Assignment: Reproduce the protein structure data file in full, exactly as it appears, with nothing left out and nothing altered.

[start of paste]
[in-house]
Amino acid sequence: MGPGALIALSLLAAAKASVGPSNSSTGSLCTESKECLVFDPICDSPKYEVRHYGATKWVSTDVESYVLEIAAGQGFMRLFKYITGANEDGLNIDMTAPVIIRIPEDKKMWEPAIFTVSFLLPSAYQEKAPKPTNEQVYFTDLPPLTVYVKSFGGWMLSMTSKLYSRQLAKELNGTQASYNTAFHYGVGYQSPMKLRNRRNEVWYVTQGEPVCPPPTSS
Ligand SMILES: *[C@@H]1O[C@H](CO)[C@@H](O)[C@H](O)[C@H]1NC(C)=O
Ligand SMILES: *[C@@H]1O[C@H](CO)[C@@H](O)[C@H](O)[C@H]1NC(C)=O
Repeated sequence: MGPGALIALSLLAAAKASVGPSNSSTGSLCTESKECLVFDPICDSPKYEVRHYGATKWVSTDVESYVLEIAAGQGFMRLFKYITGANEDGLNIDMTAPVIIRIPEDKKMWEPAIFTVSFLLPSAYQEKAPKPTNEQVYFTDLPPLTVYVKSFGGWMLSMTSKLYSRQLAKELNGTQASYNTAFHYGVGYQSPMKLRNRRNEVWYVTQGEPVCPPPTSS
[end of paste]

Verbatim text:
[in-house]
Amino acid sequence: MGPGALIALSLLAAAKASVGPSNSSTGSLCTESKECLVFDPICDSPKYEVRHYGATKWVSTDVESYVLEIAAGQGFMRLFKYITGANEDGLNIDMTAPVIIRIPEDKKMWEPAIFTVSFLLPSAYQEKAPKPTNEQVYFTDLPPLTVYVKSFGGWMLSMTSKLYSRQLAKELNGTQASYNTAFHYGVGYQSPMKLRNRRNEVWYVTQGEPVCPPPTSS
Ligand SMILES: *[C@@H]1O[C@H](CO)[C@@H](O)[C@H](O)[C@H]1NC(C)=O
Ligand SMILES: *[C@@H]1O[C@H](CO)[C@@H](O)[C@H](O)[C@H]1NC(C)=O
Repeated sequence: MGPGALIALSLLAAAKASVGPSNSSTGSLCTESKECLVFDPICDSPKYEVRHYGATKWVSTDVESYVLEIAAGQGFMRLFKYITGANEDGLNIDMTAPVIIRIPEDKKMWEPAIFTVSFLLPSAYQEKAPKPTNEQVYFTDLPPLTVYVKSFGGWMLSMTSKLYSRQLAKELNGTQASYNTAFHYGVGYQSPMKLRNRRNEVWYVTQGEPVCPPPTSS